Helen and David had many beloved dogs, including Cappy, who performed in High School plays (1920’s), and Polly, a self-trained Yellow Labrador, who successfully competed in local field trials (1940’s). The 'ultimate,' Kip, could often be seen at his post in the front bay window watching for "SQQQQQuirls", when he wasn't pulling family members madly through the enchanting Lime Kiln Park on walks. When Carolyn was in second grade a chance meeting brought Roberta Crum into the mix. Helen hosted many an over-nighter for Carolyn's friends, graciously allowing the Brazy flat (including the back porch, which was magical even for adults) to be converted into a stage for the girls’ fantasies and skits.

David’s flagging health due to a motorcycle accident in his youth prompted Helen and David to sell the store in 1972. Helen’s concerns also turned to the care of her revered Aunt Frances, who could no longer live alone in her home in historical Moorestown, NJ. Helen attended various classes as breaks from caregiving, including ones on belly dance and the Dead Sea Scrolls, but things really took off when she attended (the indomitable) Freda Gratzen’s country dance classes. As with hula, Helen had found both a dance form and an outlet she could really enjoy for years to come.

Freda and Helen went to Scottish balls south of Philadelphia as well as Pinewoods Traditional Dance and Music Camp in Mass., among others. Their adventures continued after Helen moved back to Menomonee Falls following both Aunt Frances’ and David’s deaths (and Freda moved to Iowa). Helen, Freda, and a new friend, Marie Wolf, attended many (Square, Round, and Contra) dance conferences throughout the region, and one in Hawaii. Delightful cousins Jack and Letty Curtin had retired to Hawaii,and Helen repeatedly visited and studied at the marvelous Polynesian Cultural Center over the ensuing years.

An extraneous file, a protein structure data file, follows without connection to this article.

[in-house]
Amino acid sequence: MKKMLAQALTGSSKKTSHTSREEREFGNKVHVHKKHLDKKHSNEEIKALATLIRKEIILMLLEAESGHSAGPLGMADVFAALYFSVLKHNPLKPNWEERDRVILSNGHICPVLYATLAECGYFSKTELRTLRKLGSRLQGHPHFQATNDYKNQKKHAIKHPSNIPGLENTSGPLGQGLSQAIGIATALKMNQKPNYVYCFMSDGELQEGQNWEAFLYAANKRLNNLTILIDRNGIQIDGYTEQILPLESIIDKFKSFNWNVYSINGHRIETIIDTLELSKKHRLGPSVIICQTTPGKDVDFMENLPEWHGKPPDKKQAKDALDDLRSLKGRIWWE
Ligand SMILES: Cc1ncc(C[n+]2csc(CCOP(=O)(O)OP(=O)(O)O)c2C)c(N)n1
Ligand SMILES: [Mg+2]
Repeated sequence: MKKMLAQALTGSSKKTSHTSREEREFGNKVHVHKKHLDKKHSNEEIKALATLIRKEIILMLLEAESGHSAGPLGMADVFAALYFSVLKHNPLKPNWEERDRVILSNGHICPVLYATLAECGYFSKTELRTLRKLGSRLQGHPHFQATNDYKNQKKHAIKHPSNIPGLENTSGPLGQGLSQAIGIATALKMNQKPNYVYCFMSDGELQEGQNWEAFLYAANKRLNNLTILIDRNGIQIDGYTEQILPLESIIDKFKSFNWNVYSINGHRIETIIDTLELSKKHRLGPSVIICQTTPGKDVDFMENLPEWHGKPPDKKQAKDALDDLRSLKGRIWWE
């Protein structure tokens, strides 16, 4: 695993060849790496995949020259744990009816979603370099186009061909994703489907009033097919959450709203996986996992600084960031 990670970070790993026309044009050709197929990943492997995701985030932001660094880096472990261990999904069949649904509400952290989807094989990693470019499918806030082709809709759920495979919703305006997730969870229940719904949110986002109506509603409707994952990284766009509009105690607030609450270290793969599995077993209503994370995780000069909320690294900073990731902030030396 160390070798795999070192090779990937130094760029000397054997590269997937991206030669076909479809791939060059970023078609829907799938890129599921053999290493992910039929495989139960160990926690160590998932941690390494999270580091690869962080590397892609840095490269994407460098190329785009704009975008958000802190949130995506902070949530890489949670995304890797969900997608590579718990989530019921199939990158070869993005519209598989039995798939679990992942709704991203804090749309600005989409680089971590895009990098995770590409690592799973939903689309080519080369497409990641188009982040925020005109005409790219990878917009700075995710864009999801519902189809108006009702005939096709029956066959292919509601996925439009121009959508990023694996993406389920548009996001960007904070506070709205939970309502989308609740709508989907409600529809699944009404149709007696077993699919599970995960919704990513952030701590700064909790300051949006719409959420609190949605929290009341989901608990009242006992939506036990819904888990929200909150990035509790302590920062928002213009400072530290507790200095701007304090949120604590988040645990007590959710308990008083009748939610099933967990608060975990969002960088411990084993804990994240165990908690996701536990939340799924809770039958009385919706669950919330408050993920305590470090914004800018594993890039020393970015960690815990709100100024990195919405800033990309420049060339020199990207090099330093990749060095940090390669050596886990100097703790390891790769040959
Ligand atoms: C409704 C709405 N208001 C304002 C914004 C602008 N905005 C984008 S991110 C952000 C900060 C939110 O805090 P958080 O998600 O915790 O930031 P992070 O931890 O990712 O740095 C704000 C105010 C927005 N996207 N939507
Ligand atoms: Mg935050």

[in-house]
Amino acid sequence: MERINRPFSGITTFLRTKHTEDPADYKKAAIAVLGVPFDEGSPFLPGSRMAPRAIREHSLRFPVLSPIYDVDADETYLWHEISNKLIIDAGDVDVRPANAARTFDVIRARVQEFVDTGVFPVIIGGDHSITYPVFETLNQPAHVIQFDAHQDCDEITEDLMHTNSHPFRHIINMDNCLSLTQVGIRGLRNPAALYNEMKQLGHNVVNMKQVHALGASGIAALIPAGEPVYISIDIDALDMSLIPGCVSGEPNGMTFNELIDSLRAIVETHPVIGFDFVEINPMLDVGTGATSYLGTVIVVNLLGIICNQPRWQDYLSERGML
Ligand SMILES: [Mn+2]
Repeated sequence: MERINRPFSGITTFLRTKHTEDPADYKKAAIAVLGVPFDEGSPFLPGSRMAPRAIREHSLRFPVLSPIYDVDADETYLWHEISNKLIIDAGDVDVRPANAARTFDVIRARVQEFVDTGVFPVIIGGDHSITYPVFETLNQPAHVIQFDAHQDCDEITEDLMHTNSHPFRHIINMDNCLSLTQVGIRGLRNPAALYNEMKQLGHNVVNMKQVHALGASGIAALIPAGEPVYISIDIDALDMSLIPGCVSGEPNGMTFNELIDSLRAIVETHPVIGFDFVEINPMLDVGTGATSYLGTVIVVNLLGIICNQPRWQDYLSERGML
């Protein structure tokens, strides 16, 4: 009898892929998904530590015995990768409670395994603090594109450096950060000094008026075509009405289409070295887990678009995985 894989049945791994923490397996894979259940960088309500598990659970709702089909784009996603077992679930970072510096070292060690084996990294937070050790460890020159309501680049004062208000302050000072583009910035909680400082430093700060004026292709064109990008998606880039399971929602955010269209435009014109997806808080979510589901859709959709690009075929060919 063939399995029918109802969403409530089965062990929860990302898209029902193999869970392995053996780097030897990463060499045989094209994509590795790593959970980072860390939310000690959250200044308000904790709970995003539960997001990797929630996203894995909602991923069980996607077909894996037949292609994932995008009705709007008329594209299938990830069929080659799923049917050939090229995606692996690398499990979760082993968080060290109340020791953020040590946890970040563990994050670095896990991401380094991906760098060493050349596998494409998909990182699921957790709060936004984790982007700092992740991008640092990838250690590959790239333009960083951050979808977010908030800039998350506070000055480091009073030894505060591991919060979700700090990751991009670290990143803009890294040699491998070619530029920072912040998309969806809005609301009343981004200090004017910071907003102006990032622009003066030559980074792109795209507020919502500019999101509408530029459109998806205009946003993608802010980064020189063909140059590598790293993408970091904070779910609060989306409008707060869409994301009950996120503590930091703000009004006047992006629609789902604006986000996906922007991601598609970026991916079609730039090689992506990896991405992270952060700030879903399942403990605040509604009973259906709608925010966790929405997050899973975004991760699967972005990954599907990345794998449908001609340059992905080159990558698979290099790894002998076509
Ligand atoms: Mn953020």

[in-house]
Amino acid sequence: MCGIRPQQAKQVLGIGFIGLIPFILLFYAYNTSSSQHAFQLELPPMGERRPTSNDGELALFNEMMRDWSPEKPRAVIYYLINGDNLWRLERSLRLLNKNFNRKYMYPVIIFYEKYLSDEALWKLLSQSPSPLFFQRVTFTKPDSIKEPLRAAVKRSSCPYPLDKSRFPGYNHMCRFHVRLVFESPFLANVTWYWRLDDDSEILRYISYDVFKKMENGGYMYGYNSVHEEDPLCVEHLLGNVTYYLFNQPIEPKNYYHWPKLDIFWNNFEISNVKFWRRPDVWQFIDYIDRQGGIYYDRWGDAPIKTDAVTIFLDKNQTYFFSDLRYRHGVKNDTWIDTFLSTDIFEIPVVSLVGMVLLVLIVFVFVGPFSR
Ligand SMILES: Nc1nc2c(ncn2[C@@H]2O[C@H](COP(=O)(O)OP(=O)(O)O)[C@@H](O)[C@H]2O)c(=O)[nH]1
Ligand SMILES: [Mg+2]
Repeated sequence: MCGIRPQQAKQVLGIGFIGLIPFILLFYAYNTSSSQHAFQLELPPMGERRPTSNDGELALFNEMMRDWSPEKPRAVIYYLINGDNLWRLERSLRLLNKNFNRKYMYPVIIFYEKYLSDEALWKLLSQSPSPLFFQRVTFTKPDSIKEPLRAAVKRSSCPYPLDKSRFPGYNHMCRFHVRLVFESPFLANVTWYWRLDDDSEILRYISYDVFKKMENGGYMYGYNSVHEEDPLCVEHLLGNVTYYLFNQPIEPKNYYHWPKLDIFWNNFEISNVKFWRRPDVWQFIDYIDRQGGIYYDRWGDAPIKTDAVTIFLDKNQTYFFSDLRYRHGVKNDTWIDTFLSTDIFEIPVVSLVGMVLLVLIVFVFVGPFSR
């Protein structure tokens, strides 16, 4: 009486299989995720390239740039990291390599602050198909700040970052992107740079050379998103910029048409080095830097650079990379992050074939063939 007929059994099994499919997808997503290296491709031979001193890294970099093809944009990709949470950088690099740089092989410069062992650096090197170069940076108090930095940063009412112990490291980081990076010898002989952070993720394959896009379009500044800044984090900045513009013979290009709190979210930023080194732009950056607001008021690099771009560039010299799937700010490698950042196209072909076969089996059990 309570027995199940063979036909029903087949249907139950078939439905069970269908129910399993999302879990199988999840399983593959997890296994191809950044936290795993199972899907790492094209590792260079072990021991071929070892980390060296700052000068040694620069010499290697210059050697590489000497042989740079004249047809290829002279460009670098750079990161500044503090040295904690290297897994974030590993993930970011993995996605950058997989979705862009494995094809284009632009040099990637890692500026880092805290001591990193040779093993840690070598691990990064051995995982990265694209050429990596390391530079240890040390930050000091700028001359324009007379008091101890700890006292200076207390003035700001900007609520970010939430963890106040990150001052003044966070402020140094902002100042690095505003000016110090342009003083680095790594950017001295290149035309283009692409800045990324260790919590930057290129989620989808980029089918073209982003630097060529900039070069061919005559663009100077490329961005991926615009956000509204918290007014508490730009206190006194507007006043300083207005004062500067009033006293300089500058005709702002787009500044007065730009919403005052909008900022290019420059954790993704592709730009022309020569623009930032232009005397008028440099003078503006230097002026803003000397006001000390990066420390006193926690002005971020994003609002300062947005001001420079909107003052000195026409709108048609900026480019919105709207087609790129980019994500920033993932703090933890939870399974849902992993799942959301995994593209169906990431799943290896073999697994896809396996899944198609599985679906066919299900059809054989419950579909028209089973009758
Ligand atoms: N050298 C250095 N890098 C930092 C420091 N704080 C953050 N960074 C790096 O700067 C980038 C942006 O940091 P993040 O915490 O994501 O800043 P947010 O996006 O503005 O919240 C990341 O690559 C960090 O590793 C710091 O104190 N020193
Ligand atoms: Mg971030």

Helen was delighted to move into a lovely 'greenhouse' condo with beautiful views of treetops and part of the Menomonee River Parkway, filled with canary singing (Ariel took the stage previously  occupied by Melody and Mario). She invested herself in the leadership of the Country Folk Dancers in Milwaukee, and built an extensive, diverse repertoire, with a full schedule of performances for the group.